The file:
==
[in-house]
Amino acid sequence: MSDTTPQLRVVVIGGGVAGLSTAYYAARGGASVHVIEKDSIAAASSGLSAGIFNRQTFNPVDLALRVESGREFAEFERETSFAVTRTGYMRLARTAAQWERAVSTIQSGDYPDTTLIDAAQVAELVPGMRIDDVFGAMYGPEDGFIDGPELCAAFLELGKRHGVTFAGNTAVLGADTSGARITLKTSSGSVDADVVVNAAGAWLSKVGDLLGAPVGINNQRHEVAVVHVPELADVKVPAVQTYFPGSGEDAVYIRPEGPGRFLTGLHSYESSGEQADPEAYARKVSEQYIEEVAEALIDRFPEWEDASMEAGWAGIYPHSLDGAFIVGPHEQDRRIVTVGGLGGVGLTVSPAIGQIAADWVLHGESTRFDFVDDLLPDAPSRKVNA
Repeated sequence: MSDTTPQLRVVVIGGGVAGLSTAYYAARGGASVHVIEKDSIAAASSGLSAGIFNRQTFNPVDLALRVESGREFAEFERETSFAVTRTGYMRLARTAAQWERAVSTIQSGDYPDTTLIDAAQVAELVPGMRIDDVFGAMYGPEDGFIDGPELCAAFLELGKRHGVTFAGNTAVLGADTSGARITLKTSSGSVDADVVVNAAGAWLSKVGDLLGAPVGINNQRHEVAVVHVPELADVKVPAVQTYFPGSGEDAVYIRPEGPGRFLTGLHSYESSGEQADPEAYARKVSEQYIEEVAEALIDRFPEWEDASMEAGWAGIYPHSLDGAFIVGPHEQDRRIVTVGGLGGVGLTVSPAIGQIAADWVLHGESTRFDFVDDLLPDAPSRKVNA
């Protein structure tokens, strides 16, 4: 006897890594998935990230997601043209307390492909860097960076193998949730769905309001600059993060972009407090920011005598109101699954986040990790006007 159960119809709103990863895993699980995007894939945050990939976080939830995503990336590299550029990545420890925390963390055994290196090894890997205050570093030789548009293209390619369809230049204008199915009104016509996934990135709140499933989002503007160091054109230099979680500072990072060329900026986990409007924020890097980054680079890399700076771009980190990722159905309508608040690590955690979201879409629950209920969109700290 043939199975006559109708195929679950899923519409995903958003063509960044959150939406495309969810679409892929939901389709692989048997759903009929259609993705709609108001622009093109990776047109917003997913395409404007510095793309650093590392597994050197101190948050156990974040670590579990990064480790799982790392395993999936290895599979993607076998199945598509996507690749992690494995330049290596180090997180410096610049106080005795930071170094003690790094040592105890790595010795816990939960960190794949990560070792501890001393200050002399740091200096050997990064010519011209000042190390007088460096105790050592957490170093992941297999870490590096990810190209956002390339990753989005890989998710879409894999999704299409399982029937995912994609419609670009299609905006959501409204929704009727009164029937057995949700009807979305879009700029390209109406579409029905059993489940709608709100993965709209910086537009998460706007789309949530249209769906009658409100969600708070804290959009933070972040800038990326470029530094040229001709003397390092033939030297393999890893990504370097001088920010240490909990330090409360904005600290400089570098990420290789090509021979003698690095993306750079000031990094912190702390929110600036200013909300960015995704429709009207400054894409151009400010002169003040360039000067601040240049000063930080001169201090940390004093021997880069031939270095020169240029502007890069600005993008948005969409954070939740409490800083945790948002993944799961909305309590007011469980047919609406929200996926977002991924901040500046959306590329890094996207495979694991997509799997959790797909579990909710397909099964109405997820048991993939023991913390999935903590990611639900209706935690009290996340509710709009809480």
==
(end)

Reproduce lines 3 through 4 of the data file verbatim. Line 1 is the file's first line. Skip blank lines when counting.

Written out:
Repeated sequence: MSDTTPQLRVVVIGGGVAGLSTAYYAARGGASVHVIEKDSIAAASSGLSAGIFNRQTFNPVDLALRVESGREFAEFERETSFAVTRTGYMRLARTAAQWERAVSTIQSGDYPDTTLIDAAQVAELVPGMRIDDVFGAMYGPEDGFIDGPELCAAFLELGKRHGVTFAGNTAVLGADTSGARITLKTSSGSVDADVVVNAAGAWLSKVGDLLGAPVGINNQRHEVAVVHVPELADVKVPAVQTYFPGSGEDAVYIRPEGPGRFLTGLHSYESSGEQADPEAYARKVSEQYIEEVAEALIDRFPEWEDASMEAGWAGIYPHSLDGAFIVGPHEQDRRIVTVGGLGGVGLTVSPAIGQIAADWVLHGESTRFDFVDDLLPDAPSRKVNA
């Protein structure tokens, strides 16, 4: 006897890594998935990230997601043209307390492909860097960076193998949730769905309001600059993060972009407090920011005598109101699954986040990790006007 159960119809709103990863895993699980995007894939945050990939976080939830995503990336590299550029990545420890925390963390055994290196090894890997205050570093030789548009293209390619369809230049204008199915009104016509996934990135709140499933989002503007160091054109230099979680500072990072060329900026986990409007924020890097980054680079890399700076771009980190990722159905309508608040690590955690979201879409629950209920969109700290 043939199975006559109708195929679950899923519409995903958003063509960044959150939406495309969810679409892929939901389709692989048997759903009929259609993705709609108001622009093109990776047109917003997913395409404007510095793309650093590392597994050197101190948050156990974040670590579990990064480790799982790392395993999936290895599979993607076998199945598509996507690749992690494995330049290596180090997180410096610049106080005795930071170094003690790094040592105890790595010795816990939960960190794949990560070792501890001393200050002399740091200096050997990064010519011209000042190390007088460096105790050592957490170093992941297999870490590096990810190209956002390339990753989005890989998710879409894999999704299409399982029937995912994609419609670009299609905006959501409204929704009727009164029937057995949700009807979305879009700029390209109406579409029905059993489940709608709100993965709209910086537009998460706007789309949530249209769906009658409100969600708070804290959009933070972040800038990326470029530094040229001709003397390092033939030297393999890893990504370097001088920010240490909990330090409360904005600290400089570098990420290789090509021979003698690095993306750079000031990094912190702390929110600036200013909300960015995704429709009207400054894409151009400010002169003040360039000067601040240049000063930080001169201090940390004093021997880069031939270095020169240029502007890069600005993008948005969409954070939740409490800083945790948002993944799961909305309590007011469980047919609406929200996926977002991924901040500046959306590329890094996207495979694991997509799997959790797909579990909710397909099964109405997820048991993939023991913390999935903590990611639900209706935690009290996340509710709009809480």